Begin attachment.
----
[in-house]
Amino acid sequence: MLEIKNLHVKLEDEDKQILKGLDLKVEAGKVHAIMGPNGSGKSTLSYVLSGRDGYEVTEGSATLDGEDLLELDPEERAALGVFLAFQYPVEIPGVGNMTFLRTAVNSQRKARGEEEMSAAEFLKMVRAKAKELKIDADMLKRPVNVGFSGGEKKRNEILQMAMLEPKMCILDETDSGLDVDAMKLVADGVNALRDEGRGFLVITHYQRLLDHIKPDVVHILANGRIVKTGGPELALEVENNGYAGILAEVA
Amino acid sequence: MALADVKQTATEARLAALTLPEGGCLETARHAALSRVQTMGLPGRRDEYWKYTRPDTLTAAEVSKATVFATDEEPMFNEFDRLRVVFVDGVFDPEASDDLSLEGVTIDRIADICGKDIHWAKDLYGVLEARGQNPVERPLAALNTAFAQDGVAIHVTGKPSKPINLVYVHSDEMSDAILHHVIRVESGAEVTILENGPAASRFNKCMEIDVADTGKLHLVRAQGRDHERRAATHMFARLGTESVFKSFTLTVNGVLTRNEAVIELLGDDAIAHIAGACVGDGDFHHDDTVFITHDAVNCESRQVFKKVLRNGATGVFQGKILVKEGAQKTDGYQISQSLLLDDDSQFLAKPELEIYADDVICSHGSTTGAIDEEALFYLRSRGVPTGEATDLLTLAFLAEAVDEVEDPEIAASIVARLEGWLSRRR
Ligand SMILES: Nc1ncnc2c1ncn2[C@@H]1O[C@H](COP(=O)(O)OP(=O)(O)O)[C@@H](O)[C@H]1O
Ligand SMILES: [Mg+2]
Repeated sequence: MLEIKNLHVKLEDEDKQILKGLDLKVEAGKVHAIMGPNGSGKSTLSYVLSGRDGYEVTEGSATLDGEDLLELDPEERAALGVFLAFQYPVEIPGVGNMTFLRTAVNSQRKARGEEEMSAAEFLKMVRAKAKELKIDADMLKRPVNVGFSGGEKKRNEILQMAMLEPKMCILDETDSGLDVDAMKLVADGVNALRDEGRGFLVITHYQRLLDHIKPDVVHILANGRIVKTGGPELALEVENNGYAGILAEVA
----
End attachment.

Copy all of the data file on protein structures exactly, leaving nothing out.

[in-house]
Amino acid sequence: MLEIKNLHVKLEDEDKQILKGLDLKVEAGKVHAIMGPNGSGKSTLSYVLSGRDGYEVTEGSATLDGEDLLELDPEERAALGVFLAFQYPVEIPGVGNMTFLRTAVNSQRKARGEEEMSAAEFLKMVRAKAKELKIDADMLKRPVNVGFSGGEKKRNEILQMAMLEPKMCILDETDSGLDVDAMKLVADGVNALRDEGRGFLVITHYQRLLDHIKPDVVHILANGRIVKTGGPELALEVENNGYAGILAEVA
Amino acid sequence: MALADVKQTATEARLAALTLPEGGCLETARHAALSRVQTMGLPGRRDEYWKYTRPDTLTAAEVSKATVFATDEEPMFNEFDRLRVVFVDGVFDPEASDDLSLEGVTIDRIADICGKDIHWAKDLYGVLEARGQNPVERPLAALNTAFAQDGVAIHVTGKPSKPINLVYVHSDEMSDAILHHVIRVESGAEVTILENGPAASRFNKCMEIDVADTGKLHLVRAQGRDHERRAATHMFARLGTESVFKSFTLTVNGVLTRNEAVIELLGDDAIAHIAGACVGDGDFHHDDTVFITHDAVNCESRQVFKKVLRNGATGVFQGKILVKEGAQKTDGYQISQSLLLDDDSQFLAKPELEIYADDVICSHGSTTGAIDEEALFYLRSRGVPTGEATDLLTLAFLAEAVDEVEDPEIAASIVARLEGWLSRRR
Ligand SMILES: Nc1ncnc2c1ncn2[C@@H]1O[C@H](COP(=O)(O)OP(=O)(O)O)[C@@H](O)[C@H]1O
Ligand SMILES: [Mg+2]
Repeated sequence: MLEIKNLHVKLEDEDKQILKGLDLKVEAGKVHAIMGPNGSGKSTLSYVLSGRDGYEVTEGSATLDGEDLLELDPEERAALGVFLAFQYPVEIPGVGNMTFLRTAVNSQRKARGEEEMSAAEFLKMVRAKAKELKIDADMLKRPVNVGFSGGEKKRNEILQMAMLEPKMCILDETDSGLDVDAMKLVADGVNALRDEGRGFLVITHYQRLLDHIKPDVVHILANGRIVKTGGPELALEVENNGYAGILAEVA